This ain't your grandma's pork larb. Unless your grandma happens to be of Lanna descent and native to Northern Thailand, in which case, this is probably very much like your grandma's pork larb. Unlike Isan larb, this is a darker mince, with tender bits of lean pork mixed together with chunks of fat, chewy bits of intestine, and a rich, thick sauce flavored with crushed spices and pork blood. It's not larb for the faint of heart, but it's one worth seeking out or cooking at home if you've got any interest in offal.
After years of learning convoluted tricks for making competition-worthy pork ribs, I've realized the ribs I like best are made more simply and have bolder flavors, like the earthy, spicy rub and fruity, smoky apricot sauce in this killer recipe.
Smooth and a little sweet with a mild soybean flavor, fresh bean curd skin is a delicacy. At dim sum houses, it's often stuffed with a mixture of ground pork with mushrooms and ginger, then bathed in a mild yet rich chicken-stock-based sauce. While it's typically a breakfast item, these rolls also make a good dinner dish when served with rice alongside.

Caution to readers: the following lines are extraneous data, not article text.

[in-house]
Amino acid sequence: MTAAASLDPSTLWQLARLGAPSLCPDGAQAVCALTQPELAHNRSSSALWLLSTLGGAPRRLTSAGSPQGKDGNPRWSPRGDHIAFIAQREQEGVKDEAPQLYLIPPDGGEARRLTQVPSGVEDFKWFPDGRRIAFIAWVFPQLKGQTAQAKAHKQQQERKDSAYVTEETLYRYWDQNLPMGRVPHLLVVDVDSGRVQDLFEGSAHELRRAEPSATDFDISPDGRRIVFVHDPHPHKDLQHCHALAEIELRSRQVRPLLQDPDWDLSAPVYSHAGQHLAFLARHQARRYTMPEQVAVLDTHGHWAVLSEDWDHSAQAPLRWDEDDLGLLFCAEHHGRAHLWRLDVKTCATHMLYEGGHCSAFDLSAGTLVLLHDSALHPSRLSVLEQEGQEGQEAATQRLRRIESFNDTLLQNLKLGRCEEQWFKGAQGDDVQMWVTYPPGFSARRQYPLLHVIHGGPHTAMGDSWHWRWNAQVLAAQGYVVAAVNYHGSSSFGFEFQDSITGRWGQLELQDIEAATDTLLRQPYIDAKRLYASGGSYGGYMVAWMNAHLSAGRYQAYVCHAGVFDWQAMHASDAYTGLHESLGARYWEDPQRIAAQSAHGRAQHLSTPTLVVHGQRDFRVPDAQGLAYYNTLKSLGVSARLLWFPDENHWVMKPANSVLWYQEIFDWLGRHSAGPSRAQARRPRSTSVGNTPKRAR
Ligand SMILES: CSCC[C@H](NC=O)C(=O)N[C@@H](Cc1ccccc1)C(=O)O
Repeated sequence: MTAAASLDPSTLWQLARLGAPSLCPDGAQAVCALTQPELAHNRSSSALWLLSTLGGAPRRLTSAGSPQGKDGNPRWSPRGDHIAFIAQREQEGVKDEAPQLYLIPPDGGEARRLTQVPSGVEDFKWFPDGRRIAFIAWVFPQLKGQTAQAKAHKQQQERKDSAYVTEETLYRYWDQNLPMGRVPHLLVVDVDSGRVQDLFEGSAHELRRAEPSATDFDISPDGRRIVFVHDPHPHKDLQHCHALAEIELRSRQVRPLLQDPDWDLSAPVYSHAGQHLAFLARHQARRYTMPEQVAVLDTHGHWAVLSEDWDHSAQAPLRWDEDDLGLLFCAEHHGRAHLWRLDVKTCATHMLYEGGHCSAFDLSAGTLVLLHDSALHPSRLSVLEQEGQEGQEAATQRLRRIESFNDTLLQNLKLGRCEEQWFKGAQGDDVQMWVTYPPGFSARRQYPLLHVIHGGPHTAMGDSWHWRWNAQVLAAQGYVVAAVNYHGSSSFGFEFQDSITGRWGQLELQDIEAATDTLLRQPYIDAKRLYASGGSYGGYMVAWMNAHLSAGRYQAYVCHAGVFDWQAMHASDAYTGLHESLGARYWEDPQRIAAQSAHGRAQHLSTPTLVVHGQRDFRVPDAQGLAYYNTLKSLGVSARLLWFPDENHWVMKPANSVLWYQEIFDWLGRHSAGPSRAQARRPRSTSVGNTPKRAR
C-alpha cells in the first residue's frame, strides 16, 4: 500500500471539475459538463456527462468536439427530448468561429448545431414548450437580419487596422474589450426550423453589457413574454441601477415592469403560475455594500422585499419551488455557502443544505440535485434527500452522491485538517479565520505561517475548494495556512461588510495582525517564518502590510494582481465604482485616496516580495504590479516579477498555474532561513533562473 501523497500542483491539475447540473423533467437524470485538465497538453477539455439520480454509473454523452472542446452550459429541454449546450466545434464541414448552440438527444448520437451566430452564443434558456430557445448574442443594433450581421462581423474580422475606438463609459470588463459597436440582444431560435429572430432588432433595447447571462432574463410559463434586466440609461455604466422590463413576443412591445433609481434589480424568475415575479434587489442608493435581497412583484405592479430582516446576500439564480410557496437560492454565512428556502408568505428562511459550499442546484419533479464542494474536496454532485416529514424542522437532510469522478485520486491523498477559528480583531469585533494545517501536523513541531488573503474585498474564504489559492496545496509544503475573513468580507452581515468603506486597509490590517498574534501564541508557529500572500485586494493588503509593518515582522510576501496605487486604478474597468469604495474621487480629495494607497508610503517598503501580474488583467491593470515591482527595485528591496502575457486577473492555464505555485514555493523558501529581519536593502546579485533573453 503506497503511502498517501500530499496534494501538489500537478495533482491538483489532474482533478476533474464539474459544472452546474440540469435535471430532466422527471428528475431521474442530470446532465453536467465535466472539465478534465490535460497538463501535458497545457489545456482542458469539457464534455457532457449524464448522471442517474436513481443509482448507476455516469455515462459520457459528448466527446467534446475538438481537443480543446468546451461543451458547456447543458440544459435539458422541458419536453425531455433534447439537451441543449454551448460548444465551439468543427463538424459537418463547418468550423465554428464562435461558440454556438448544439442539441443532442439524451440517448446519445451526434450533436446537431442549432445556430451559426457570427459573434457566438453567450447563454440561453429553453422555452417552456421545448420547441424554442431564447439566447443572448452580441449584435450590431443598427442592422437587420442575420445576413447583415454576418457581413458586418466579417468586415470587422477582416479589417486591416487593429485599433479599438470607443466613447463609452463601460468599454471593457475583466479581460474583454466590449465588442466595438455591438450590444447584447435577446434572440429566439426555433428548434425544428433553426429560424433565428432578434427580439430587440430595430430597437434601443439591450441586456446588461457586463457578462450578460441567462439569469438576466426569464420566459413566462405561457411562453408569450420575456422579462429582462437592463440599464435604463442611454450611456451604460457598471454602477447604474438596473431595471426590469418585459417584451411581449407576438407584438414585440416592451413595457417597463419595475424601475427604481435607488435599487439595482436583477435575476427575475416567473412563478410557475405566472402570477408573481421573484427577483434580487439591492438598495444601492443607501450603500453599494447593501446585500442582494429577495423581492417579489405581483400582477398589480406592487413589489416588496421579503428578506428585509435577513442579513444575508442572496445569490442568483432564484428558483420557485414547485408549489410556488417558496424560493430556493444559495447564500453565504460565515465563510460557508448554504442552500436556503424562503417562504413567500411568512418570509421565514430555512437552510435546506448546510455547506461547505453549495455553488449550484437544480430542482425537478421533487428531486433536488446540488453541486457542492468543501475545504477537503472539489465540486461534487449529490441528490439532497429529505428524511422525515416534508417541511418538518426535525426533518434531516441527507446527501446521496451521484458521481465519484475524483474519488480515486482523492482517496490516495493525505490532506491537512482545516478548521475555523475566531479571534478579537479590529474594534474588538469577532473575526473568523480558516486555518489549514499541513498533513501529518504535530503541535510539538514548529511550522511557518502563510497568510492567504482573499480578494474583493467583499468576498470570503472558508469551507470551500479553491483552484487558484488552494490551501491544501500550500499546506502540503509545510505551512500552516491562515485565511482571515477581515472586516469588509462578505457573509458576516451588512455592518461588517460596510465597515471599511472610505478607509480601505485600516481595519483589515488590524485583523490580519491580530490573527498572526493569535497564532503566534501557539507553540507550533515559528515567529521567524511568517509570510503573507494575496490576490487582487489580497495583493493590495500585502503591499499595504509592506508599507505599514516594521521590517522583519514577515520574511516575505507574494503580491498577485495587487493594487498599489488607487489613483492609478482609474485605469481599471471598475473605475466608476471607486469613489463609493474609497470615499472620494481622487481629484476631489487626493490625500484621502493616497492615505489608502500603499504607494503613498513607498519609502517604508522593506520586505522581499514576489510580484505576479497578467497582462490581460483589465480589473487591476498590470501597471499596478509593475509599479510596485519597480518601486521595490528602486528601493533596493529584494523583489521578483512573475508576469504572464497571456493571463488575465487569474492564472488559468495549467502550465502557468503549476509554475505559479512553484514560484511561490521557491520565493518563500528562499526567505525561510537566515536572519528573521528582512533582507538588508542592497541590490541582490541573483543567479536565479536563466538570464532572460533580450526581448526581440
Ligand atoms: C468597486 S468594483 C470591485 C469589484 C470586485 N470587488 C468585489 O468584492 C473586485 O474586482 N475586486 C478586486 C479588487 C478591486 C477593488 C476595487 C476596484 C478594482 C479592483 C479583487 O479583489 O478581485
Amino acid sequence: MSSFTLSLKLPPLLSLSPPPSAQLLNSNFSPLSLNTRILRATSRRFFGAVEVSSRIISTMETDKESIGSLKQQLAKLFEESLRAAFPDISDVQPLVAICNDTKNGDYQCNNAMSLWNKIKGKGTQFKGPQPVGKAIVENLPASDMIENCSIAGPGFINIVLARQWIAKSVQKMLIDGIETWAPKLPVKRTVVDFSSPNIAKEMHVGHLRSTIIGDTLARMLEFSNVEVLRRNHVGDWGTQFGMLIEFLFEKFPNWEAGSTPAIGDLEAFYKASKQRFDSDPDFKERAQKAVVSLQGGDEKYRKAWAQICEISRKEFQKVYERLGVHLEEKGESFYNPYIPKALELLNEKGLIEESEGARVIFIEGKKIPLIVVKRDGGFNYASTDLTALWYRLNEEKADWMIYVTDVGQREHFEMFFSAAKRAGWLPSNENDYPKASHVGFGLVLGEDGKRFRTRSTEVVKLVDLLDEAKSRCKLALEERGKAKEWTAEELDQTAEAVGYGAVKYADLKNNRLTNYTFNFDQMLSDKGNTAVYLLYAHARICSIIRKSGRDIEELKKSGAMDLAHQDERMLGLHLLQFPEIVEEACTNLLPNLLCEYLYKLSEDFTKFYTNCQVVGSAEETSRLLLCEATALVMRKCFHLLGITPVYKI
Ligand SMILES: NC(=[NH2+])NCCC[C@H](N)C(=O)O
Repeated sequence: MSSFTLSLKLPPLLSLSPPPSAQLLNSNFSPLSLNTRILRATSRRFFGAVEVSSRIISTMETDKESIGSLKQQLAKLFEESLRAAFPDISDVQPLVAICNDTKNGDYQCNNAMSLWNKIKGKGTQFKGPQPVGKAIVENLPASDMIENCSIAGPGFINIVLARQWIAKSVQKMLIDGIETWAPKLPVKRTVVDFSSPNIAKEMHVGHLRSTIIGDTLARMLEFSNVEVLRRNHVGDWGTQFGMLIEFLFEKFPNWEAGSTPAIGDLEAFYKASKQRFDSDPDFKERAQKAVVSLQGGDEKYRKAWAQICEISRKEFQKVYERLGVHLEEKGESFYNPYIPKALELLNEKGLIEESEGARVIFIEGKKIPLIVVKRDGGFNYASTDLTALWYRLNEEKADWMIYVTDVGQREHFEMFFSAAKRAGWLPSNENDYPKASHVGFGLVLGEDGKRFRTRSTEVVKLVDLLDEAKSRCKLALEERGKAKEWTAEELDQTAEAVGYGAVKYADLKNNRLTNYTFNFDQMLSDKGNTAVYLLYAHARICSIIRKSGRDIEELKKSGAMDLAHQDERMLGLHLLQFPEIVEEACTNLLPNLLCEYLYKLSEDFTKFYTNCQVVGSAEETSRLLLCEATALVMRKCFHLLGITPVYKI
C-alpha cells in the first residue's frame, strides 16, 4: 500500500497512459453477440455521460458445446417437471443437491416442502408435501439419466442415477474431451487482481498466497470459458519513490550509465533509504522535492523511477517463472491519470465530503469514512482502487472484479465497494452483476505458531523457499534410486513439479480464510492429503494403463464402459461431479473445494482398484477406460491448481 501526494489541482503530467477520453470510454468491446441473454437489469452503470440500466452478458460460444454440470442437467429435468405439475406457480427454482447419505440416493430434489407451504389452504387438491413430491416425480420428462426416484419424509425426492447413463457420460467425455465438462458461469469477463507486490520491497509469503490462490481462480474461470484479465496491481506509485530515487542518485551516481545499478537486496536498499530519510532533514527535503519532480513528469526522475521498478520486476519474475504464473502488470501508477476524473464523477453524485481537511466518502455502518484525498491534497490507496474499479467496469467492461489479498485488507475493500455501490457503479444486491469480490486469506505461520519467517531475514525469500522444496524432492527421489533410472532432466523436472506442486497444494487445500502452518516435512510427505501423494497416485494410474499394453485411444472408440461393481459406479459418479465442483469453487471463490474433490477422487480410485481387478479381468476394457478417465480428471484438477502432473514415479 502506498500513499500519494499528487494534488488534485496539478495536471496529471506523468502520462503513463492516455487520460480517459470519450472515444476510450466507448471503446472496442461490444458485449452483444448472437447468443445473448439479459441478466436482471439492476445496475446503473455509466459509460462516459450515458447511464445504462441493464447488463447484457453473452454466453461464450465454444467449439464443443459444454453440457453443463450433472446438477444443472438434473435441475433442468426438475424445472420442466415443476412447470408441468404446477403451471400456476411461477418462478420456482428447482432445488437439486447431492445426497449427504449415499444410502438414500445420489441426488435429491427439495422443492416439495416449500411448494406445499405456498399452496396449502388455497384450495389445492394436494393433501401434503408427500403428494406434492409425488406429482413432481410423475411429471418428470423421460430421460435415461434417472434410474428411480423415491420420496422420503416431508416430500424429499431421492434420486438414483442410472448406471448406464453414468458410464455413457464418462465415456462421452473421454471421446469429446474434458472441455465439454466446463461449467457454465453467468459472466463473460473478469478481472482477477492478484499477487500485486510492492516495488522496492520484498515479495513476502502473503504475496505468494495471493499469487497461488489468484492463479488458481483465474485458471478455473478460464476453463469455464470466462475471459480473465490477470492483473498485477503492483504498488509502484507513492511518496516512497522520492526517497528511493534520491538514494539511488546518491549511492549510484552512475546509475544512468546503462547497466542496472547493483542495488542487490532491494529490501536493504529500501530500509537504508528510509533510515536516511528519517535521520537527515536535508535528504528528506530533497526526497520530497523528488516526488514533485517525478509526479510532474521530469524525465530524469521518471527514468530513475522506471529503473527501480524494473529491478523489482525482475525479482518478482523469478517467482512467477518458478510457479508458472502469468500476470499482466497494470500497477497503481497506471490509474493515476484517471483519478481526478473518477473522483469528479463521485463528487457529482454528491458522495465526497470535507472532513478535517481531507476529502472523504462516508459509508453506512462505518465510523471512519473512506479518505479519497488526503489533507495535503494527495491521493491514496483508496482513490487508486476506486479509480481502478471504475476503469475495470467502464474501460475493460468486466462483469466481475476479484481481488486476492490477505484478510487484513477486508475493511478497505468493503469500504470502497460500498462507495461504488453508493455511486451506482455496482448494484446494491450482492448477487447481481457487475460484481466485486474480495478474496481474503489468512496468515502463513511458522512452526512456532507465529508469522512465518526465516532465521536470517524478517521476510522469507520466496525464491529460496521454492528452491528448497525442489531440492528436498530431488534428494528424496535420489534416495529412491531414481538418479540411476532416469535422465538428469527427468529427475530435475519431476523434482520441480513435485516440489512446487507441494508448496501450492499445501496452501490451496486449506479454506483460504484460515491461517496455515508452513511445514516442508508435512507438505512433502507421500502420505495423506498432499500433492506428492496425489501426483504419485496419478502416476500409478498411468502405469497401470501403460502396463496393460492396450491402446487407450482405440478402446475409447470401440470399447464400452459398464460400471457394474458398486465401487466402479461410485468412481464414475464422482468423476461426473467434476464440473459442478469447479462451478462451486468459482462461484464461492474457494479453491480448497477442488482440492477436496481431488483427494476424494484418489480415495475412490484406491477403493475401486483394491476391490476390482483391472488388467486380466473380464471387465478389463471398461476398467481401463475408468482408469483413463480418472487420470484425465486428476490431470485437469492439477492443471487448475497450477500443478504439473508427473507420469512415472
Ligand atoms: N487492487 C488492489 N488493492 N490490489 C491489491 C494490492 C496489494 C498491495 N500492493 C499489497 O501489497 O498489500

Plump and juicy, with chunks of shrimp barely visible through translucent dough, har gow are one of the most widely recognized dim sum classics. Ours enhance the shrimp with bits of pork fat in a stretchy, delicate wrapper.
A staple for breakfast and lunch in many Asian countries, congee is rice and water (or broth) cooked down into a thick porridge. Everyone does it slightly different. It can be cooked using different grains of rice, different kinds and amounts of liquid, and different cooking times. Every choice can affect the final flavor and consistency. After much trial and error, I've arrived at the ideal recipe for a congee that's silky and comforting instead of sludgy or overly heavy.